Last month we had the pleasure of premiering the insanity that was Rooms‘ video for Fig. It was a wild fever dream of a video, even now I have difficulty comprehending what transpires in those four minutes. If one had to use words to describe that video (rather than the natural screams of shock), then manic, epic and intoxicating would feel right. As it is, the video for Fig was only a teaser for what was to come when the boys released their EP.
Sydney two-piece Rooms offer up an exciting and suitably epic EP on Fig. Capturing themes of isolation and change it’s the folk music of electronica.
Also titled Fig, the EP is a journey to an entirely different plane of existence than the one you and I exist on. It’s a place that exists in its own pocket universe, governed by its own fundamental laws. Left is right, up is down, cats and dogs are living together. It’s a world that is completely on its own level.
Consisting of Stuart Melvey and Declan O’Doherty, Rooms give us a series of soundscapes that ebb and flow in a way that only electronic music can. As metal is in the realm of rock, the trippy electronica shown off here is the perfect avenue to explore larger than life themes such as mortality, isolation and existentialism.
I know what you’re saying, “You’re reading too much into this“, but rest assured those feelings are there. Title track Fig sets the precedent with its sweeping synths and shrill sounds. It’s moody as hell as the instrumental song continues to build its intensity without the need of any vocals. Finding their voice on track two, the vocals on Lowlands boasts some In Rainbows Thom Yorke vibes. It’s so uncanny you’d think it was the one and a half-eyed British singer who was in front of the mic. The vocals croon with a flutter of introspection and are laced with an air of rebellion.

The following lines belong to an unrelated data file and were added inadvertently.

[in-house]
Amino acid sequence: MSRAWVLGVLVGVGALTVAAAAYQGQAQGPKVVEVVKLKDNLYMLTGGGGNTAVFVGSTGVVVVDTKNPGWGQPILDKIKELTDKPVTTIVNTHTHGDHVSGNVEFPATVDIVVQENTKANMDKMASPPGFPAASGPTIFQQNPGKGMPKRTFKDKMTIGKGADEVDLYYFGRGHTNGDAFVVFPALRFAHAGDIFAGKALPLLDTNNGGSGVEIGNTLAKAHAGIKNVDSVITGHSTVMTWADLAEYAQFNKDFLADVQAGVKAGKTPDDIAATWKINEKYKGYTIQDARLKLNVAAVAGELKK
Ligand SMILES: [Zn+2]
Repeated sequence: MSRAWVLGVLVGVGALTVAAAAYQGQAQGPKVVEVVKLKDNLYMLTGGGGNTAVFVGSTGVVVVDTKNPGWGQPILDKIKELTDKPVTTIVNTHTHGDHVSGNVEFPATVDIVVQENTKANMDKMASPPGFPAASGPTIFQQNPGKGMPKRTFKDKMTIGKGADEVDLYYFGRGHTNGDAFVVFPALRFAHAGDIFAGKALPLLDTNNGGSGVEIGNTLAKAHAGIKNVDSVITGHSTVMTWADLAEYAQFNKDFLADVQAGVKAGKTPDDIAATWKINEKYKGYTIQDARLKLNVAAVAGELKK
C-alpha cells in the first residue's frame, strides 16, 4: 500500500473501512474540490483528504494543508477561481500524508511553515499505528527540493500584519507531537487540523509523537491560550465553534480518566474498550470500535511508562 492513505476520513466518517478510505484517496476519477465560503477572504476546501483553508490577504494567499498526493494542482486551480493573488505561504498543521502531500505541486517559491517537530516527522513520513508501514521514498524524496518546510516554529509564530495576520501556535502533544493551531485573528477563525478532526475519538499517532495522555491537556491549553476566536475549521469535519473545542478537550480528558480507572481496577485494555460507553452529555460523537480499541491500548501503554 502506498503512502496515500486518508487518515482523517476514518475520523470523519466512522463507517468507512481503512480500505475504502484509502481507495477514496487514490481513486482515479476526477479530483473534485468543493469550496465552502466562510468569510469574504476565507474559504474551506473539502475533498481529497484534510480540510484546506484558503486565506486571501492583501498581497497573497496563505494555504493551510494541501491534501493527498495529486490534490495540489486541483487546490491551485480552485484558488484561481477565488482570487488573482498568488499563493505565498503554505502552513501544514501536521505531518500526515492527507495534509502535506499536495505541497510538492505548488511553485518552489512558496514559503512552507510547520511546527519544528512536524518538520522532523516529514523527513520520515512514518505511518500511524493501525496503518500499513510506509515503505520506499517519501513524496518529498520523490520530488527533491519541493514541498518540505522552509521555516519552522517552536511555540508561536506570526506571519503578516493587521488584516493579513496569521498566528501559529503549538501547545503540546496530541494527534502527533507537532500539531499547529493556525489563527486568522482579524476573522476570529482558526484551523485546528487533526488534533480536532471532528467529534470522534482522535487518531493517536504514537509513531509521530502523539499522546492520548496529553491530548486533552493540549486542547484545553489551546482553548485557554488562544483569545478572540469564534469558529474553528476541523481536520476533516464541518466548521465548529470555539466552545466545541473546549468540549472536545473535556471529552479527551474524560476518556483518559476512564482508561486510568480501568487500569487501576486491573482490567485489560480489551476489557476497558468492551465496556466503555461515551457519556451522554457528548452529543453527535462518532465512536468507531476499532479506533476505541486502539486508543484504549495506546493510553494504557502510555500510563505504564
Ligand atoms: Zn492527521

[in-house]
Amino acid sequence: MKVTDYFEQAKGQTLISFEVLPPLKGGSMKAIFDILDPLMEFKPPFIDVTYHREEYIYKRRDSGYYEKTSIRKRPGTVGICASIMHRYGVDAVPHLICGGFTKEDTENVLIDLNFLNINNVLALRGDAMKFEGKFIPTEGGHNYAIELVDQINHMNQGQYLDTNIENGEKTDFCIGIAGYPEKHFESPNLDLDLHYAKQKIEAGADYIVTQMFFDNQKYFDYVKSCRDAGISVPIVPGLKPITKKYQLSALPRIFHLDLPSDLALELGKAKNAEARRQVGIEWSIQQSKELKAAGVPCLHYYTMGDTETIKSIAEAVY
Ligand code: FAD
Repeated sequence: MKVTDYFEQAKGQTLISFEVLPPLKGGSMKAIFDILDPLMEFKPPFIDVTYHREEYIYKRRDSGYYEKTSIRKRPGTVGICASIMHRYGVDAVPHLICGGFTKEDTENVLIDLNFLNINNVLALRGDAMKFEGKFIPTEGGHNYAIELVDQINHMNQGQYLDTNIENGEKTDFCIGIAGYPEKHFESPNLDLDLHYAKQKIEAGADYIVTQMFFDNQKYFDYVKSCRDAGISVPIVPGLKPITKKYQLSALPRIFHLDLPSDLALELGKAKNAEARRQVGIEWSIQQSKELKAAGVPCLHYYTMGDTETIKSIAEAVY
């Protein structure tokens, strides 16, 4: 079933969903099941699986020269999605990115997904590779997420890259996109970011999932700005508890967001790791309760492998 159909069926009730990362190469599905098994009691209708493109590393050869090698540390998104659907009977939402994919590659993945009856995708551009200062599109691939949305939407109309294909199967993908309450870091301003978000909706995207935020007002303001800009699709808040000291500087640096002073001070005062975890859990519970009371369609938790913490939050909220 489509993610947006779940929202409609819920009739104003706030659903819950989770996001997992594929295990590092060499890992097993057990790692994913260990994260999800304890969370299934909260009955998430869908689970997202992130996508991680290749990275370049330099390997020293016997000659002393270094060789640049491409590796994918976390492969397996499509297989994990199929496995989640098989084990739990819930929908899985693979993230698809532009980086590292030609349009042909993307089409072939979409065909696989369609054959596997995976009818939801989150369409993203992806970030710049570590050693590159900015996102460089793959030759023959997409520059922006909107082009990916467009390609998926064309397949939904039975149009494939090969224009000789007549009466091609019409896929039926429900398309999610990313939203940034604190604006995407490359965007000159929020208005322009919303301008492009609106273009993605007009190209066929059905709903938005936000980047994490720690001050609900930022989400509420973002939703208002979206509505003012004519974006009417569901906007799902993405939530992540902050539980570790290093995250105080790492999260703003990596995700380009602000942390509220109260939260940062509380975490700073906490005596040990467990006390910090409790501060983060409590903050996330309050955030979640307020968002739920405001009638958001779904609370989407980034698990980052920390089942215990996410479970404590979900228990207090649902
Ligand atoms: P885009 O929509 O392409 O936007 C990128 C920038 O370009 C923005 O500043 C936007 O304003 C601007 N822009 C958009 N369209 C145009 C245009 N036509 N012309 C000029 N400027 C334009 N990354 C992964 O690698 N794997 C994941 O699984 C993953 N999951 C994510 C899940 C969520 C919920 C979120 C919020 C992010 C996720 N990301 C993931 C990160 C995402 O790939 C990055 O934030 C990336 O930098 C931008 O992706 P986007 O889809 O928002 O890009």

This trend continues throughout the rest of the EP. Sabian is the highlight of the whole affair. The vocals and instruments come together with ease, like a rainy day and warm cup of tea. Not as intense as the other tracks, the primal beat lends the track plenty of space as the vocals weave themselves throughout. It captures that epic quality with ease and subtlety, catching the unwary listener off-gurad as it lands the surprise finishing hit.
I’d imagine this is the kind of EP you’d want to play when reading Where The Wild Things Are to your child. It attacks the senses in an overwhelming manner yet still embellished with enough nuance to inspire the imagination. This is electronic music’s answer to folk, and man it is a satisfying journey to take.